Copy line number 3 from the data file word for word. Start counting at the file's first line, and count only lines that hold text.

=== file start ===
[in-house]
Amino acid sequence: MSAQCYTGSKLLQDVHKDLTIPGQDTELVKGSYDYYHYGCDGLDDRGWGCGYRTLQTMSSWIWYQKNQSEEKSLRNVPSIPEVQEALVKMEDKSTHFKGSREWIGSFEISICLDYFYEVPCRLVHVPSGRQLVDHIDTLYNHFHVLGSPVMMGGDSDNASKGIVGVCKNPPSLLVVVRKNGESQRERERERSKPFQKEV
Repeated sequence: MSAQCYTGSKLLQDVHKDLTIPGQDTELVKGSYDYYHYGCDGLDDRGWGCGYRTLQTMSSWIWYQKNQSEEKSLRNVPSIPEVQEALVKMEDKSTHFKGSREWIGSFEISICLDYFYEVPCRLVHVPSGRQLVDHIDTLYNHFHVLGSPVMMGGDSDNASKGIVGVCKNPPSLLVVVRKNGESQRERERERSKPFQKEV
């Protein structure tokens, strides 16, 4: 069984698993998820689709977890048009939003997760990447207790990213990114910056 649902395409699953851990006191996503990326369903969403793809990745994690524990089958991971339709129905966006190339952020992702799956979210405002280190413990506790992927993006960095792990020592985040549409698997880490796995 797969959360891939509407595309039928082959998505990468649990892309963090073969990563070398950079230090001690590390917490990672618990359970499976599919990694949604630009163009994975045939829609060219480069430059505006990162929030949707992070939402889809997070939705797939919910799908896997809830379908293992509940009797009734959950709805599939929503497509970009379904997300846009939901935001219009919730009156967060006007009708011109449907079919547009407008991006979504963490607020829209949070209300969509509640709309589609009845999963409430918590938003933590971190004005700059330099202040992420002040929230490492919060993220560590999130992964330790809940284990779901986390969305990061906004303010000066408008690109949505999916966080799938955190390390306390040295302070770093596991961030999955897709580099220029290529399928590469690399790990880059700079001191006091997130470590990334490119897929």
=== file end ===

Repeated sequence: MSAQCYTGSKLLQDVHKDLTIPGQDTELVKGSYDYYHYGCDGLDDRGWGCGYRTLQTMSSWIWYQKNQSEEKSLRNVPSIPEVQEALVKMEDKSTHFKGSREWIGSFEISICLDYFYEVPCRLVHVPSGRQLVDHIDTLYNHFHVLGSPVMMGGDSDNASKGIVGVCKNPPSLLVVVRKNGESQRERERERSKPFQKEV